First of all, I’m English. I’ve never lived in Northern Ireland. On the other hand, I do often despair just how ignorant many of my countrymen are, especially politicians, of the province, the complexities and the consequences of life there. I consider myself ignorant, but I find many of my fellow countrymen head–bang myopic on the matter.

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The term civil war is not often used to describe the troubles in Northern Ireland, between the 1960s and the 1990s. However, I do use it, because I see the history as two communities that fell into conflict, that the conflict descended into organised, military–style violence, and that the violence (mostly) ended with a peace treaty, a withdrawal of military forces, and a change of power structures. To me, that’s a description of a civil war, although I fully accept that it certainly wasn’t a civil war as per, for example, Yugoslavia (thank God). It was at most a mild civil war, if murdering lots of innocents can ever be called mild.

I have seen suggestions that the British Army ought to return to Northern Ireland to patrol the border should there be a hard Brexit. My concern with that is not so much the hard border, which neither side want, but the suggestion of the return of the army in some force. Since the Good Friday agreement removed the military from the equation, pretty much, then I don’t see that the return of the military as something without consequences. I’m guessing that the reaction from some of the communities would be unpleasant, because although I believe the good friday agreement achieved a peace, I also believe it did not end the underlying conflict between the communities. I hope I’m wrong on that, but I believe the underlying stress is still there because, for example, Northern Irish politics still dominated by community–based parties, rather than ideology–based parties like most of the rest of the UK; and that there is still no Northern Irish government because the two dominant parties cannot agree terms, and that one of the issues of conflict is something core to community identity, language.

But in terms of the hard border, well, I see it this way. The agreement between the UK and the EU, the one that wasn’t ratified by parliament, respected the red lines of both sides. The key EU red line is the preservation of (ironically) one of UK’s great achievements in the EU, the single market. The single market is not free, it has rules of operations, and costs, but the EU countries believe that it is worth those costs. T hey do not want an outside country to get the benefits of the single market without contributing to those costs. That means member countries have to agree a set of rules, and follow them. The UK wants out of the single market, & out of the connected customs union; it does not want those costs, it does not want those rules. If the UK follows different rules, so there was no longer a level playing field between the UK and EU, and there were no customs barriers between the two, then the UK could benefit from the single market without paying the costs, thus breaking the key EU red line.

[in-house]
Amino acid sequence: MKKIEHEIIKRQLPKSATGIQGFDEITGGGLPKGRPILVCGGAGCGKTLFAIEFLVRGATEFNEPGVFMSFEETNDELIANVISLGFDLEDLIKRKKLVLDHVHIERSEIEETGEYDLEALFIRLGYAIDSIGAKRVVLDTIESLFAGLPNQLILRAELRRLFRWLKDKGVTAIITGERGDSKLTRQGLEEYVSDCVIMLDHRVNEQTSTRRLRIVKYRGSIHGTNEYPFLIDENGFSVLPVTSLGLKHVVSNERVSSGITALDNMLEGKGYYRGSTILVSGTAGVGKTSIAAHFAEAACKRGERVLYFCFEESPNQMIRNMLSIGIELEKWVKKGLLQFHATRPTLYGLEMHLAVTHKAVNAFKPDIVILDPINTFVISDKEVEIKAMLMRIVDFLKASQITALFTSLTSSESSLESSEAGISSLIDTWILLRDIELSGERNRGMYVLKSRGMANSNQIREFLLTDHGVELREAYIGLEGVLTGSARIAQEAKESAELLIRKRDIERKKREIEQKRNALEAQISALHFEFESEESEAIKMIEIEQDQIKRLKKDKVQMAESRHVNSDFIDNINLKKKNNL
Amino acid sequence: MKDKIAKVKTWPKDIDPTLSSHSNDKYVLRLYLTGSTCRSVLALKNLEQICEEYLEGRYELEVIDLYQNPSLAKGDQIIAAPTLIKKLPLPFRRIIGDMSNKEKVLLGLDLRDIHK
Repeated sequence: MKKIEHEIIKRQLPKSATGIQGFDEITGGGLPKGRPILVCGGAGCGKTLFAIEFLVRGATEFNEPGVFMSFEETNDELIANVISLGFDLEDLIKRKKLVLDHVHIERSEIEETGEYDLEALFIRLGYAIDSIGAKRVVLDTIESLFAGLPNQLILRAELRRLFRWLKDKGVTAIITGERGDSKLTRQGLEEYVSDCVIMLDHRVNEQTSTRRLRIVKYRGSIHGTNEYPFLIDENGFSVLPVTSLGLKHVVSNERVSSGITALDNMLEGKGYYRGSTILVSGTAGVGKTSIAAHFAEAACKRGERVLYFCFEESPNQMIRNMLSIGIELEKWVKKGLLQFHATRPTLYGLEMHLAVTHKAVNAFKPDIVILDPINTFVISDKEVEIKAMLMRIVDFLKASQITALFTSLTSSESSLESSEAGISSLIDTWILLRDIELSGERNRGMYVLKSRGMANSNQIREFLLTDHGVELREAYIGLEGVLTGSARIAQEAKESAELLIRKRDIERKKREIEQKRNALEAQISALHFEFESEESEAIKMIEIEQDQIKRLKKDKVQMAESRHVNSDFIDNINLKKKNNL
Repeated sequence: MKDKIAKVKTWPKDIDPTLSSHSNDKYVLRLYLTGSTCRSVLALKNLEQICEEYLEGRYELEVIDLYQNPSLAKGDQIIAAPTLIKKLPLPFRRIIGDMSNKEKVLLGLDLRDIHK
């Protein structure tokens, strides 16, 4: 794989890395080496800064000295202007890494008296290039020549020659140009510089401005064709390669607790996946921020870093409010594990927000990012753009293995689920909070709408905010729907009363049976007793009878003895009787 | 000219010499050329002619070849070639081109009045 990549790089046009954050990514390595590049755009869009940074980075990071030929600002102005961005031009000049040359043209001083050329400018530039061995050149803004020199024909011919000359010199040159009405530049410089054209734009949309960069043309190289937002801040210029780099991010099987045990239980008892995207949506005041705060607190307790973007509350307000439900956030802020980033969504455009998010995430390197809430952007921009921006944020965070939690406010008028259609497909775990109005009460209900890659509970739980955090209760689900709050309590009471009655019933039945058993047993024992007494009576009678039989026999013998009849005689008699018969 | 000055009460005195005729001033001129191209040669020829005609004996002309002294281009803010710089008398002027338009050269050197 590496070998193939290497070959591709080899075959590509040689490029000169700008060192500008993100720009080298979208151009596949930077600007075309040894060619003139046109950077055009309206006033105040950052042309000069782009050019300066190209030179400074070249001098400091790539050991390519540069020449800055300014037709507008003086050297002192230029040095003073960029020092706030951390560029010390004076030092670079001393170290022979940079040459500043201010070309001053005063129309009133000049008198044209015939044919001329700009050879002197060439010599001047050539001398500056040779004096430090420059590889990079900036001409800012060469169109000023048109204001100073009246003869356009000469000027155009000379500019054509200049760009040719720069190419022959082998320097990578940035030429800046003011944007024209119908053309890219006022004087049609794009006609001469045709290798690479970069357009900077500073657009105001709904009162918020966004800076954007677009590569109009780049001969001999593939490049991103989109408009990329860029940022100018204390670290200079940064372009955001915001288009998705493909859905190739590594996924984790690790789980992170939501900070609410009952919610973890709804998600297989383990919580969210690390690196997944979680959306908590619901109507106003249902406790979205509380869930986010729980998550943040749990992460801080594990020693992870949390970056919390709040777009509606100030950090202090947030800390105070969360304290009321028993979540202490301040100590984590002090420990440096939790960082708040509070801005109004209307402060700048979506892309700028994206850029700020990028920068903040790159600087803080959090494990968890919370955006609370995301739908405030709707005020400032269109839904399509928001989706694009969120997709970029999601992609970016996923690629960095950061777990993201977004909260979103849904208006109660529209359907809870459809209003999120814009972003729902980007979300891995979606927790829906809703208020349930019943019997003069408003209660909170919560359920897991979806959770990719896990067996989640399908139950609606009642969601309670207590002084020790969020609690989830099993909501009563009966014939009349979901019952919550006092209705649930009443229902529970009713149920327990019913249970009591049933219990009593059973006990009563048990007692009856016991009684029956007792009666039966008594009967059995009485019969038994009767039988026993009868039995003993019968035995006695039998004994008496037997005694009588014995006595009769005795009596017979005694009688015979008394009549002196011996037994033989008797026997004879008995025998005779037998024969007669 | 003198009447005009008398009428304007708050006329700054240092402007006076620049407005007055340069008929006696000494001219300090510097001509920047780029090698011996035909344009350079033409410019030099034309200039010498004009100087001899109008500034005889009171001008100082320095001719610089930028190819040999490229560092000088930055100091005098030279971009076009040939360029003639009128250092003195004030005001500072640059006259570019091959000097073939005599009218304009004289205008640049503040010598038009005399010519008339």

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The proposed transition period is intended to allow the UK and the EU to negotiate a trade agreement that would, among many other things, preserve the open border. To avoid a hard border ever returning, as might happen if a suitable trade agreement cannot be negotiated, the EU insisted that Northern Ireland stays in the customs union until something else is agreed. That didn’t work for the UK, especially for the DUP, so the EU conceded that the whole of the UK stays in. As we know, parliament has rejected this.

So parliament has rejected something that the EU and the UK negotiated. From the EU’s perspective, this is an internal UK problem. The EU has agreed to preserve the open border, and the UK first accepted, then rejected, their offer. That’s why I don’t accept many Brexiteers’ belief that the hard border is an EU created problem, when the EU gave a number of concessions to the UK to keep that border open (particularly that the whole of the UK staying in the customs union, rather than just Northern Ireland, until a trade agreement is negotiated).

But this should not be a blame game, rather two sides should get together and agree something that works for both of them. The EU has always said what it wants, and stuck to it. The UK is in a bit of a mess. Given the UK has not accepted what was agreed, it really needs to come up with an alternative. The problem is that the UK is in such a mess at the moment that no single alternative seems to command a majority in the houses of parliament, everything gets rejected. All parliament does seem to be able to agree is that it doesn’t like what’s been agreed, and that, to summerise my opinion of the Brady amendment, that something else should be agreed instead. Parliament needs to say specifically what it will accept. All this is why I think the politicians should go back to the people.